Shoulder Taps Will Give You The Seriously Toned Abs You've Been After

Shoulder taps might seem like a second cousin of the plank, but they’re actually an incredibly challenging abs-and-arm workout in their own right. As a NASM-cpt and Nike Master Trainer, I’m going to teach you everything you need to know about this move—including its benefits, form tips, and variations.

Jewelyn Butron

Unlike a traditional plank, which is an isometric exercise, shoulder taps are an active move that require you to use your palms to alternately touch the top of your opposite arm while holding your body still. It may sound simple, but just wait until you try it. You’ll need an engaged core and some serious arm strength to pull off this exercise.

There are also tons of variations of shoulder taps you can do to increase or decrease the intensity of the exercise. When you want a more challenging version, for example, try performing them from a high-plank position. If you need to regress a bit (which is totally okay!), stay on your knees and rest your hands on a bench. Whatever way you choose, you’ll reap the rewards of adding this exercise to your fitness routine.

The Benefits Of Shoulder Taps

Shoulder taps are one of the most functional movements you can do because they are an anti-rotation exercise (i.e. a drill that requires you to keep your hips and shoulders squared).

Shoulder taps target plenty of muscles,especially your transverse abdominals (deep core muscles that wrap around your midsection like a corset) and obliques. Doing them regularly will help you strengthen your core and gain more stability in your trunk at the same time.

Plus, as an added bonus, you’ll build arm and shoulder strength because you’re essentially holding your bodyweight up with one arm at a time.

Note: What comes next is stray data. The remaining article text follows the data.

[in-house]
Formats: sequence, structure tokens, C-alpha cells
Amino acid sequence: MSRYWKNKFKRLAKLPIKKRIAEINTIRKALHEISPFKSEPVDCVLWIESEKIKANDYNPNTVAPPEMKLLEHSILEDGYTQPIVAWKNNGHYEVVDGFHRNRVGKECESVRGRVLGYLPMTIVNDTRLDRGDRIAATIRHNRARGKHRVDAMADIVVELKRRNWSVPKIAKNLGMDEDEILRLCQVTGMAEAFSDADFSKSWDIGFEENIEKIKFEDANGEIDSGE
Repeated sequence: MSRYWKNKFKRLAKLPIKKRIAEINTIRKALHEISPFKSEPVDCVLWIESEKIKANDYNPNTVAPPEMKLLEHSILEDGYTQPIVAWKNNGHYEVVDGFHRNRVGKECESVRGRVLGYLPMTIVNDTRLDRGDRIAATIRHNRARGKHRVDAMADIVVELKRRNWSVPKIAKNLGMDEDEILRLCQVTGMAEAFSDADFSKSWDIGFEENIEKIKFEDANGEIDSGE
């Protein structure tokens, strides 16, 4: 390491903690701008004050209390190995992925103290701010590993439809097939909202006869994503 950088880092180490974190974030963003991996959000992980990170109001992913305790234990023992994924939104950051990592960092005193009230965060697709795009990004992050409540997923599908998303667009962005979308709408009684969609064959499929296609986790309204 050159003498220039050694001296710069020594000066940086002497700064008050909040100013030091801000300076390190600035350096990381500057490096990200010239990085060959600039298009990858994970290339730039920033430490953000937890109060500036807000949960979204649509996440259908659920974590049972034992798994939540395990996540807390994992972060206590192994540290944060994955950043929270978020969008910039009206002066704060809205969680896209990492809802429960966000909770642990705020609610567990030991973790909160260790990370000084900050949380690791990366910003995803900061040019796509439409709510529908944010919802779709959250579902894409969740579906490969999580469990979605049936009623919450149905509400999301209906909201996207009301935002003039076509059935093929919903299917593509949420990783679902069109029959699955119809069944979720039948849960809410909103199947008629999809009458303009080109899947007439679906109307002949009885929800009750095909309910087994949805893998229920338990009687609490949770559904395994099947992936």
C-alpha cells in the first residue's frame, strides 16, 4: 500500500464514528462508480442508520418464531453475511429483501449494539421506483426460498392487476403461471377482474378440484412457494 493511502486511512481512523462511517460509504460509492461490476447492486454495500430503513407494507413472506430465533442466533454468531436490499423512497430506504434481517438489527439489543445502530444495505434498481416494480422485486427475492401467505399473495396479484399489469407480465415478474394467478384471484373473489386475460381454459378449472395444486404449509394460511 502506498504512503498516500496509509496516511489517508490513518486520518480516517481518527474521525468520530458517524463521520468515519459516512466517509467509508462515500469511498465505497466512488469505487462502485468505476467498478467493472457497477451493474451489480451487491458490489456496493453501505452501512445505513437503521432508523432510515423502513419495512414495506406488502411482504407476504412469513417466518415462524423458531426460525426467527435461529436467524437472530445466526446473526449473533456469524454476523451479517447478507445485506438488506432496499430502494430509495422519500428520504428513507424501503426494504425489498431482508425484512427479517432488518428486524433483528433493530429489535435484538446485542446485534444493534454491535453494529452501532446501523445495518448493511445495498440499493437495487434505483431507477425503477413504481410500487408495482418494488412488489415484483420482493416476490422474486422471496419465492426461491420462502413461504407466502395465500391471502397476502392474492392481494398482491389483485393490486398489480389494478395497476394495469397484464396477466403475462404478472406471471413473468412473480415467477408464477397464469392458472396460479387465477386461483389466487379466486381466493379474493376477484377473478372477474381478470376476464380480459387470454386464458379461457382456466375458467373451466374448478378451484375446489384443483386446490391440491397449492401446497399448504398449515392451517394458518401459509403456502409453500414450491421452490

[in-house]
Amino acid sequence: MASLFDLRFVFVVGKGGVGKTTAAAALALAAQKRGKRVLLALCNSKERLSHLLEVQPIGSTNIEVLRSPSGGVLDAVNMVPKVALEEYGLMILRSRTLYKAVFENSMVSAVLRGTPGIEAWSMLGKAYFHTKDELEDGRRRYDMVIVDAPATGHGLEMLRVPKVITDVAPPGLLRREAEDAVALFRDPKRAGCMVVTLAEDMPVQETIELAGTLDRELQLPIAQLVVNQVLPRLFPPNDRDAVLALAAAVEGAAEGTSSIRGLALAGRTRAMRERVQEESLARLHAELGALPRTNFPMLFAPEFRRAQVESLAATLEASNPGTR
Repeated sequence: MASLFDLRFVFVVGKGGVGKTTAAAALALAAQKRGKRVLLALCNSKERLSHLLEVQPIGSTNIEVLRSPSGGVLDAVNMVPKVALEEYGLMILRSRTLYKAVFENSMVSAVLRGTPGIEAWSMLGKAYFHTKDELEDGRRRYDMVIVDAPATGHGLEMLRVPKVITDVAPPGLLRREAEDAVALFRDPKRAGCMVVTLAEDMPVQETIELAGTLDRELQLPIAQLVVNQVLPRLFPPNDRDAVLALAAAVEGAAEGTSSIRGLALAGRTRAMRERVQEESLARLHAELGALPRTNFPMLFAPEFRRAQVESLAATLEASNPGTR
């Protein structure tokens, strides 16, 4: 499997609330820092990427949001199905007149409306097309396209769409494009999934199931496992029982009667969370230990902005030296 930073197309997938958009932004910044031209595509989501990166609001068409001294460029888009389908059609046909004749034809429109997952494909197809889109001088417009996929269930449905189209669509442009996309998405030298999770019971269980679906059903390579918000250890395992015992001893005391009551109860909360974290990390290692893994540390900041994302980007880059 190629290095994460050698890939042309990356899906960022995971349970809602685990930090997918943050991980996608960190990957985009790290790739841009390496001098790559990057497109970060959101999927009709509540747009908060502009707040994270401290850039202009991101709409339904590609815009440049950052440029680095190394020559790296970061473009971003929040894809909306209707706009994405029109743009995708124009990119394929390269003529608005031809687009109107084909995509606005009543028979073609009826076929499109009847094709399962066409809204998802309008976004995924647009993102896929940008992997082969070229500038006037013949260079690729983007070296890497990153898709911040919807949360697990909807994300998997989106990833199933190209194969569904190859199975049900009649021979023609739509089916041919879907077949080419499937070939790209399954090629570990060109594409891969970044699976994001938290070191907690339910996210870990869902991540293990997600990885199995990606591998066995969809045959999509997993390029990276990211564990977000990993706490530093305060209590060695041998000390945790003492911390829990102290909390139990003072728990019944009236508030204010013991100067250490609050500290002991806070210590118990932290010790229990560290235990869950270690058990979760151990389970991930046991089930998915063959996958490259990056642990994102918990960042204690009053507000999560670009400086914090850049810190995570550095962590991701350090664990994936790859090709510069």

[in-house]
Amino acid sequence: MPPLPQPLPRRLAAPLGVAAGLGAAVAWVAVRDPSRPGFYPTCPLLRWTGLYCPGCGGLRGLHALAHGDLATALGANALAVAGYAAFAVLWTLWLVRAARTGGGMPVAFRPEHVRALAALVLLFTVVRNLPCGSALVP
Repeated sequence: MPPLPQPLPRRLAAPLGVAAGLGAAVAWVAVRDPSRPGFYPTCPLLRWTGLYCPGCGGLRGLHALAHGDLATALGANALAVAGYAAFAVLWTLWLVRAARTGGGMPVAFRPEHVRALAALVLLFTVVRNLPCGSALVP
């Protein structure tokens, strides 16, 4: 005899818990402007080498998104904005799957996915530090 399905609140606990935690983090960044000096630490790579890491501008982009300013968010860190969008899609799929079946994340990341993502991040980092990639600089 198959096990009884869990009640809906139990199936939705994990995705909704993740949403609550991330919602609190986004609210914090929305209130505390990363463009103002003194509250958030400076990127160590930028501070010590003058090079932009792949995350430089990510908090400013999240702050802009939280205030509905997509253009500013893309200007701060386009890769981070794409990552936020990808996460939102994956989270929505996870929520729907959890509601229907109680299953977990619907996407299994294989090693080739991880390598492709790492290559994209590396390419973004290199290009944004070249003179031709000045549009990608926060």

How To Do Shoulder Taps

Doing a shoulder tap the right way requires you to engage several muscles simultaneously—your abs, back, chest, and arms. Here’s a step-by-step guide to doing shoulder taps like a pro:

Form tips: Be mindful to keep your shoulder blades rolled down your back and not creeping up toward your ears. This will keep the work in your core. To help your hips stay level, imagine you’re balancing a glass of water on your lower back and you don’t want to spill it.

Reps/sets for best results: Start with 3 sets of 6–10 reps on each side. Alternate with another core exercise that doesn’t bear weight on your shoulders like flutter kicks, or give yourself at least 15 seconds of rest in between sets.

Variations On Shoulder Taps

  • Shoulder tap with hold: In the same set up position, when you bring the hand to your shoulder, you can hold for 3–5 seconds, making it more challenging because your core has to work harder not to rotate.
  • High-plank shoulder taps: Rather than doing this move on your knees, begin with your legs fully extended, feet wider than your hips for more stability. You can also narrow your stance to make it more challenging.
  • Shoulder taps with leg lifts: From a high-plank position with your feet wider than your hips, tap your left shoulder with your right hand while lifting your left leg at the same time.Then repeat on the other side.
  • Elevated shoulder taps: You can make the move a little easier by decreasing the angle of your body. Do this by placing your hands on a bench or step to alleviate stress on your shoulders and wrists.

How To Make Shoulder Taps Part Of Your Routine

  • Do them as a warm up: I recommend doing should taps before exercisin to prep for proper movement. The recommended reps/sets above is a great amount to add to your pre-workout routine.
  • End your workout with them: Using shoulder taps as a tabata exercise is a great finisher. Try working 20 seconds on and 10 seconds off for 8 rounds.
  • Use this movement as an active recovery: Since shoulder taps focus on your core, doing them after a lower-body move like squats will give those legs and glutes the breather they need. Try 20 reps of shoulder taps per set.

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